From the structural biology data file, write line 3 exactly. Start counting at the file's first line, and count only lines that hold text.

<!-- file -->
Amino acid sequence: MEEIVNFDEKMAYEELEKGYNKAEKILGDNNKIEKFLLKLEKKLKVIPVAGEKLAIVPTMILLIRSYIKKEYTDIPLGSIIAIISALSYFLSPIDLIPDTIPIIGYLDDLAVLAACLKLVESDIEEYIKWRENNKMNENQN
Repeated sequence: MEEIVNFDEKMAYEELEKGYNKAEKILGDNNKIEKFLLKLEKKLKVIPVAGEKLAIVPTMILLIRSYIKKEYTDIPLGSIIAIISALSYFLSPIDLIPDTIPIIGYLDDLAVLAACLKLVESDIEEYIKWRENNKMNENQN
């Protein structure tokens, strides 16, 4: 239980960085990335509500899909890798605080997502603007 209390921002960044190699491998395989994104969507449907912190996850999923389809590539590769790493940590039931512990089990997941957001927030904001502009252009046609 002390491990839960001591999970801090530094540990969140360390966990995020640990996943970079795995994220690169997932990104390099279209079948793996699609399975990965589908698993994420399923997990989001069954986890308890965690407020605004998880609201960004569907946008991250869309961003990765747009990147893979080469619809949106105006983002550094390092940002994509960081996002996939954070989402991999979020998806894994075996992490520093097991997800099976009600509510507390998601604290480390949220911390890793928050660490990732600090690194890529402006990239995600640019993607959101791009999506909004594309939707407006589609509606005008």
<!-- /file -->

């Protein structure tokens, strides 16, 4: 239980960085990335509500899909890798605080997502603007 209390921002960044190699491998395989994104969507449907912190996850999923389809590539590769790493940590039931512990089990997941957001927030904001502009252009046609 002390491990839960001591999970801090530094540990969140360390966990995020640990996943970079795995994220690169997932990104390099279209079948793996699609399975990965589908698993994420399923997990989001069954986890308890965690407020605004998880609201960004569907946008991250869309961003990765747009990147893979080469619809949106105006983002550094390092940002994509960081996002996939954070989402991999979020998806894994075996992490520093097991997800099976009600509510507390998601604290480390949220911390890793928050660490990732600090690194890529402006990239995600640019993607959101791009999506909004594309939707407006589609509606005008």